Keeping out of their way, we chose to sail close to the north shore which also avoided the last of the west flowing tide. Once the tide turned an hour or so later we headed out into the main channel and benefitted from a gradually strengthening tide and stiffening breeze from the SW. We were looking good for the plan to make Bembridge by 6pm, so that we could land on the beach at high tide and settle the boats using fenders before readying them to sleep on. But the best laid plans and all that….

At about 3pm and after a delightful but uneventful sail East, the wind just died. We were about a mile East of Wootton Creek and clearly not going to make Bembridge. We had a conflab. Plan B was agreed. Let’s make for Wootton Creek and see what we can find. Steve was aware of a small shingle beach just up river from the Victoria Sailing club next to the Ferry terminal and we might be able to use the club facilities. Drifting to Wootton creek took some time and Ged and Simon resorted to the auxiliary power plant (oars). When we got to Wootton creek, sadly the beach had been ‘requisitioned’ and had become part of a swanky new house with equally swanky new signs, making it strikingly clear that we were unwelcome – not swanky enough?

Ged has rigged up an amazing sleeping arrangement on his lovely (dry) Storm 17, with boom tent and beautifully engineered sleeping boards, but the Comet Trio is not really set up for sleeping aboard, unless the boat can be beached and the water drained from the hull. Although there was space on the Victoria sailing club pontoons, we decided to beat up Wootton creek in search of a suitable landing site.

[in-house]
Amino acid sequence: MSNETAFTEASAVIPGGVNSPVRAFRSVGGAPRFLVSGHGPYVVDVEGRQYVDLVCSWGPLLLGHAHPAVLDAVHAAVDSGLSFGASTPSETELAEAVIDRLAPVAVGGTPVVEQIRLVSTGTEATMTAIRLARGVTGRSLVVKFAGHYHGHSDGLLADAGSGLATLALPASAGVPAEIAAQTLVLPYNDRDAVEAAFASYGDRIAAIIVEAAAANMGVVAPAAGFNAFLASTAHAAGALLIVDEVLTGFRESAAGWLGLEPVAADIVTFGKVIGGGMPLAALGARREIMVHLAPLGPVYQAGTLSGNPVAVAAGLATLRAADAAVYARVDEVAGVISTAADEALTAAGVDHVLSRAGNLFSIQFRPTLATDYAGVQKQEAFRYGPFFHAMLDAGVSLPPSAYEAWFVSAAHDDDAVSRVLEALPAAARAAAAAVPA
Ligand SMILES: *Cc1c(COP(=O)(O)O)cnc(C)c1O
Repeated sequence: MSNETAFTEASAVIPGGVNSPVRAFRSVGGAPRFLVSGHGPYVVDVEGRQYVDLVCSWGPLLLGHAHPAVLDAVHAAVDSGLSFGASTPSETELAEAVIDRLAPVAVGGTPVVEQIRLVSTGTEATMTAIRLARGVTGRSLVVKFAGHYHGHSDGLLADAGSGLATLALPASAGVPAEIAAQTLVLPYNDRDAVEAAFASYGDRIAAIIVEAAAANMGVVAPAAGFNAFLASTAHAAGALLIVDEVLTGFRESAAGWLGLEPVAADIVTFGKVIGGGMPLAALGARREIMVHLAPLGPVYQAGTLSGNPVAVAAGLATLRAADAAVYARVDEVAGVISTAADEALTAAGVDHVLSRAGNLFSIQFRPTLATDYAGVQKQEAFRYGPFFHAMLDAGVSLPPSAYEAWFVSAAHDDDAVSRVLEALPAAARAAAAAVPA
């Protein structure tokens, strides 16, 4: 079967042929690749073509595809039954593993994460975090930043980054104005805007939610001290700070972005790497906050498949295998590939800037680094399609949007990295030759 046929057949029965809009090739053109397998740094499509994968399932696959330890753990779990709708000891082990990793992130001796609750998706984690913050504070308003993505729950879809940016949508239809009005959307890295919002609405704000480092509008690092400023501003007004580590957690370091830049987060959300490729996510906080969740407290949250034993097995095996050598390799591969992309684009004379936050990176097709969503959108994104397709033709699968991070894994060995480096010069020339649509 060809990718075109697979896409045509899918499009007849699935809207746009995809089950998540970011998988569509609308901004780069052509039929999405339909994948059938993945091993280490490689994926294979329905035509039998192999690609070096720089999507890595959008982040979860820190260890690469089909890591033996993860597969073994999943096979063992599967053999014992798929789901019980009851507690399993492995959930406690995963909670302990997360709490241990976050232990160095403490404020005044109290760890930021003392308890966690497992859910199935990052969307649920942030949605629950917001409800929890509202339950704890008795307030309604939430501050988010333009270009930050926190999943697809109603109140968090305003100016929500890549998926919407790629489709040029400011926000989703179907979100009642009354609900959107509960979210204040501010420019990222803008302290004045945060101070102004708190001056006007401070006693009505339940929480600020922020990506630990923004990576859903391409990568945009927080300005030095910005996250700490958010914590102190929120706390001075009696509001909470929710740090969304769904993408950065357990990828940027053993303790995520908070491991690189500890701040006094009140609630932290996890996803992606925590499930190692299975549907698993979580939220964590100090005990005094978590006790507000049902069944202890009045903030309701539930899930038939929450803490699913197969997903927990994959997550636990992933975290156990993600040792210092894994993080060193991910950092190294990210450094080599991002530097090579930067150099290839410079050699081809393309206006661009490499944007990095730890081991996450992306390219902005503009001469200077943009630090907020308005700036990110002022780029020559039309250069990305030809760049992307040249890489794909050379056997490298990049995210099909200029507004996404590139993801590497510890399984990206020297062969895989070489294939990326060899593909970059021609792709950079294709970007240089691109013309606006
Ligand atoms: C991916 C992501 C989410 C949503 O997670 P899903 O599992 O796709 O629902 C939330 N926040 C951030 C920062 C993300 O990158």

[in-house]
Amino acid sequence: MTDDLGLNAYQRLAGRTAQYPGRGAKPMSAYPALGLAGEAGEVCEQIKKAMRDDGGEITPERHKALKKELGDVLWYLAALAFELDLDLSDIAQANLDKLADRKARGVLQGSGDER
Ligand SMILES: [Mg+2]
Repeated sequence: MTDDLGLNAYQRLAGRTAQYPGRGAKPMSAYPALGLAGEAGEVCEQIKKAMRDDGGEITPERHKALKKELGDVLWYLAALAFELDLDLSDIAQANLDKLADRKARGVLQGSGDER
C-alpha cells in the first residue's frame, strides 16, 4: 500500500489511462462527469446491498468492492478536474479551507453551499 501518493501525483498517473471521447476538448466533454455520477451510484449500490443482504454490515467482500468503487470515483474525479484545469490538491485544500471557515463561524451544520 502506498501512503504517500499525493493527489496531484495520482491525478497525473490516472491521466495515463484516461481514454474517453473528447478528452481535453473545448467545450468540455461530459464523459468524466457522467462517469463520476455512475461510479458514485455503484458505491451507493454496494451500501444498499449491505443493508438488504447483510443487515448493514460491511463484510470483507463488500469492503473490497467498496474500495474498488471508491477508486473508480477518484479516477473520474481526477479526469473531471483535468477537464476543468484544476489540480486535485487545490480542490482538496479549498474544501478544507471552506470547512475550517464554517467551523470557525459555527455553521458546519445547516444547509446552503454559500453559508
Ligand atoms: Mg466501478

Sadly, or gladly depending on your point of view, we made it all the way to the Sloop Inn by the bridge at the top of the creek but without finding a suitable overnight location.

After 6 hours in the boats we, erhm, ‘re-hydrated’ and gulped down a delicious supper at the pub and enjoyed a quick run back down to the sailing club in a rather strange, late evening, fresh southerly – a katabatic wind off the Isle perhaps? The sailing club was quiet but very welcoming and there was space on the pontoon for both boats (£1.50 per meter for the night, facilities included). I’d say that we had a good nights’ sleep but Victoria Sailing club is cheek by jowl with the Ferry terminal to Portsmouth. I hadn’t realised that it runs every two hours throughout the night, and having been the Round the Island race, there were plenty of ‘well-oiled’ sailors enjoying a late-night excursion in both directions. The 5 am ferry however, was the perfect alarm clock so that we could make our intended launch time of 6 am, and again benefit from the west flowing tide to arrive in Lymington before the tide turned foul into the Harbour.

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Sunrise over Wootton Creek